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Poll: Western Voters More Willing Than Ever To Take Action On Climate Change

Sheep move through public lands near Shoshone, Idaho.
Bureau of Land Management
Sheep move through public lands near Shoshone, Idaho.

Ten years ago, when Colorado College first conducted the Conservation in the West Poll, 48 percent of respondents said yes, climate change is a problem requiring action. This year, that number is up to 59 percent.

Pollster Tom Metz with Fairbanks, Maullin, Metz and Associates, said climate change in general was a part of the survey where they saw great change.

"This year's survey data show that increasingly westerners are both aware of the risks that climate change poses and supportive of action to address it," he said.

And while the issue of climate change still involves a great deal of partisan polarization, Metz said the results suggest it's getting to be more bi-partisan in the Mountain West. Regardless of party, one-third of voters ranked it among the three environmental issues that concern them the most.

Latino respondents expressed a large concern over climate change, which ranged anywhere from six to eleven percentage points higher than the white respondents when asked about it. For instance, 72 percent of Latinos said climate change had impacted their state over the last ten years, compared to 59 percent of white respondents.

Maite Arce is president and CEO of the Hispanic Access Foundation. She said the results didn't surprise her.

"This makes really good sense to us," she said, "because Latinos and other communities of color are disproportionately impacted by pollution, wildfires and clean water issues."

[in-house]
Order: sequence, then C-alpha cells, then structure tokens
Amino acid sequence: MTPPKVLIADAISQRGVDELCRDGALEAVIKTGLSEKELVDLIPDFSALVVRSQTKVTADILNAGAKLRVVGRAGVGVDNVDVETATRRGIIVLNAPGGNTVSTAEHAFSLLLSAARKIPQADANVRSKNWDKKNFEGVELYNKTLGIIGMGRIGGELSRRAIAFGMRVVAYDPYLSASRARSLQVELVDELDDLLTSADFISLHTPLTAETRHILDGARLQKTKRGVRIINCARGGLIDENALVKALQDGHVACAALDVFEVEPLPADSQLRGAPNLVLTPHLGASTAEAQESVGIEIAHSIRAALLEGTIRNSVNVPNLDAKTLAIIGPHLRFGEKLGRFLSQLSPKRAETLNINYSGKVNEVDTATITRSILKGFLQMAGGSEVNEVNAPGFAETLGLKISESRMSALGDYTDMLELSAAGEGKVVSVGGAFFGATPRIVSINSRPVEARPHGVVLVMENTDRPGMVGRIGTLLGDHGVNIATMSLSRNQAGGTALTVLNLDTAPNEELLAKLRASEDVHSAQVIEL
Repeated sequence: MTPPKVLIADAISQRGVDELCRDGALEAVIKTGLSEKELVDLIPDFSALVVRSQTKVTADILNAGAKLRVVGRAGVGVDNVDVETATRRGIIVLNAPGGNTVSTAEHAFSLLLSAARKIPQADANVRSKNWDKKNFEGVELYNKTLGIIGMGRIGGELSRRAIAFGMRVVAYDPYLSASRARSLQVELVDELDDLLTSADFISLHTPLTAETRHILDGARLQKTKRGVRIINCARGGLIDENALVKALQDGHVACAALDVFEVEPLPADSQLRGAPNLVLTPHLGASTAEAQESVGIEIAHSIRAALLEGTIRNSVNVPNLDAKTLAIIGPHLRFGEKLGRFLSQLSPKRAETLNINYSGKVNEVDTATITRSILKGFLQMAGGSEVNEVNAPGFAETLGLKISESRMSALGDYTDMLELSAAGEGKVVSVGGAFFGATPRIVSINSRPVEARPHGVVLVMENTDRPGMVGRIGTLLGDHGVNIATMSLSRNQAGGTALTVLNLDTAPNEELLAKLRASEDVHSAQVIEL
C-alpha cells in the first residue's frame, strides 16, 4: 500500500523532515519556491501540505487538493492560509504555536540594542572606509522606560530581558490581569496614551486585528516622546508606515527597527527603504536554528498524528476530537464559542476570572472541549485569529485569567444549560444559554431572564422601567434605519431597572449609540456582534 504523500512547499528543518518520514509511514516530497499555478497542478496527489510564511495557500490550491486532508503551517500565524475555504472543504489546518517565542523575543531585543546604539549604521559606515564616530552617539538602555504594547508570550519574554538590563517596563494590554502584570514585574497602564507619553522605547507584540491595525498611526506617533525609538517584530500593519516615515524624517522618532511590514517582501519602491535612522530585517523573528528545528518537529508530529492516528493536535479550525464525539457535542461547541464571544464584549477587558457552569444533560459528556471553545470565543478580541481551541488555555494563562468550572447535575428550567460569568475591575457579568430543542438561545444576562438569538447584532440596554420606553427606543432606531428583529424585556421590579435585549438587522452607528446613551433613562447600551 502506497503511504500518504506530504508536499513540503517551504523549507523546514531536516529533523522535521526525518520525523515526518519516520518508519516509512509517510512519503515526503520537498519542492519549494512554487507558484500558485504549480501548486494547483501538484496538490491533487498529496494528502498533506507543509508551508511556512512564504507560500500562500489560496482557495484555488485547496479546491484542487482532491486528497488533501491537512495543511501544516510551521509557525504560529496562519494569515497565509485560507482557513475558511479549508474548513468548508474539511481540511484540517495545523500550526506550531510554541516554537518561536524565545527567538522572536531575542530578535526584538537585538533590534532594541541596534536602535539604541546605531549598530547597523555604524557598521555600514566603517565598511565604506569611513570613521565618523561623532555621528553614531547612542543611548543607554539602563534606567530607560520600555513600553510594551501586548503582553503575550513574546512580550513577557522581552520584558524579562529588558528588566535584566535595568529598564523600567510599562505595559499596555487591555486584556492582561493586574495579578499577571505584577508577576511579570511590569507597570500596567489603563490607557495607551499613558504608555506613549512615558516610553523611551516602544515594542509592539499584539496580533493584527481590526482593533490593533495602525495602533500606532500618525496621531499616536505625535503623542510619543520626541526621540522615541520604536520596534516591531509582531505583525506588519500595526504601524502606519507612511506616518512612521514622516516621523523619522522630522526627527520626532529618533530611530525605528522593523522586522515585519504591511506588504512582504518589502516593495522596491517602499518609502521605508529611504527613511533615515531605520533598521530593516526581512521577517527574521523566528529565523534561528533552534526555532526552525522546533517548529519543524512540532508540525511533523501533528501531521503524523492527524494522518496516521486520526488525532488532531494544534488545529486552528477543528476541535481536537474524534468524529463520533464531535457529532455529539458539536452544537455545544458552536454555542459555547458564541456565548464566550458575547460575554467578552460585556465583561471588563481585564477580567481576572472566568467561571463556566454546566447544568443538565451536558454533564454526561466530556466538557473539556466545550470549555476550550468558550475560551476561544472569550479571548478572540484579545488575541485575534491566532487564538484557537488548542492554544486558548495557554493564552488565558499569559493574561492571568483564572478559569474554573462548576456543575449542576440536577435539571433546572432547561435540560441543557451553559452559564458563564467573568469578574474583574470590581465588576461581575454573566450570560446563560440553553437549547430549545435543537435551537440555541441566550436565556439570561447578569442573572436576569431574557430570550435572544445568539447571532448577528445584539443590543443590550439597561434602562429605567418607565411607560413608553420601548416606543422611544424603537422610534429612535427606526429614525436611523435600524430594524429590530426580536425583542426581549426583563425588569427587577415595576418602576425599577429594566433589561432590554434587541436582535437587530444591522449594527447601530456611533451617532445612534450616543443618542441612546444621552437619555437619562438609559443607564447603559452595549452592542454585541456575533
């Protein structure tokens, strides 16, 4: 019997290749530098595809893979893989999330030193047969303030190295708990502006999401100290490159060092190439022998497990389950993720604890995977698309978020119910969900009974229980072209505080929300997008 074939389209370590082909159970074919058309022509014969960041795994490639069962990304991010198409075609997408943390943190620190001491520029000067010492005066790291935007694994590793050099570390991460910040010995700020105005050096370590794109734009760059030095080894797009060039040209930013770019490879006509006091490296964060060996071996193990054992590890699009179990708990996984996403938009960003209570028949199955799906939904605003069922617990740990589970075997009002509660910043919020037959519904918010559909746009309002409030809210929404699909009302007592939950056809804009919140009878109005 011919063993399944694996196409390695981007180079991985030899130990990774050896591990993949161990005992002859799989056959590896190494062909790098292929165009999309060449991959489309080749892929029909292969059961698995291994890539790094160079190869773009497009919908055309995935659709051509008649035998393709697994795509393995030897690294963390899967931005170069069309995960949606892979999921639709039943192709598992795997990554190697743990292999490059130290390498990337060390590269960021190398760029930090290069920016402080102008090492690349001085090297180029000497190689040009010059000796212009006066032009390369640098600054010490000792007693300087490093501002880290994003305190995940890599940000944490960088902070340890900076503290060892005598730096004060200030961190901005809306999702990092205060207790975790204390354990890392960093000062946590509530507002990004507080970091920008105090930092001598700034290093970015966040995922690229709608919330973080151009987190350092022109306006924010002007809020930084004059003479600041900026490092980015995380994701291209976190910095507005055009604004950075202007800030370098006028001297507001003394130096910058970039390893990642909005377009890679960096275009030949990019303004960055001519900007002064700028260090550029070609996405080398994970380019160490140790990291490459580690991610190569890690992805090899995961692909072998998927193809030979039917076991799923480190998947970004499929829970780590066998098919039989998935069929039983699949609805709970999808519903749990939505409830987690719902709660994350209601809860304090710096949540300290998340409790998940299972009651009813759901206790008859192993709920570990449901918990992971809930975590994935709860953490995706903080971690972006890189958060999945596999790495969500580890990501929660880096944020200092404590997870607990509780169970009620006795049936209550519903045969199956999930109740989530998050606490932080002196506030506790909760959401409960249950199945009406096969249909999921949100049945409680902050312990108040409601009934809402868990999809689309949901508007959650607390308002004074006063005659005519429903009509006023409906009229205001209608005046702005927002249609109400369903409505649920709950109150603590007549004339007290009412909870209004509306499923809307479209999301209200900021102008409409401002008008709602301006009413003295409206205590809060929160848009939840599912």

And consistent across each of the eight states, respondents overwhelmingly identified as being "conservationists."

The poll drew from interviews with 400 voters across the Mountain West, including Arizona, Colorado, Idaho, Montana, Nevada, New Mexico, Utah, and Wyoming, for a total of 3,200 respondents. Interviews took place between January 11-19, 2020, and were conducted in both English and Spanish. The bi-partisan polling team was comprised of New Bridge Strategy and Fairbanks, Maullin, Metz and Associates.

This story was produced by the Mountain West News Bureau, a collaboration between Wyoming Public Media, Boise State Public Radio in Idaho, KUER in Salt Lake City, KUNR in Nevada, the O'Connor Center For the Rocky Mountain West in Montana, and KRCC and KUNC in Colorado. Have a question about this story? Contact the reporter,  Maggie Mullen, at mmullen5@uwyo.edu.

Copyright 2020 Wyoming Public Radio. To see more, visit .

Maggie Mullen is a fifth generation Wyomingite, born and raised in Casper. She is currently a Masters candidate in American Studies and will defend her thesis on female body hair in contemporary American culture this May. Before graduate school, she earned her BA in English and French from the University of Wyoming. Maggie enjoys writing, cooking, her bicycle, swimming in rivers and lakes, and most any dog.
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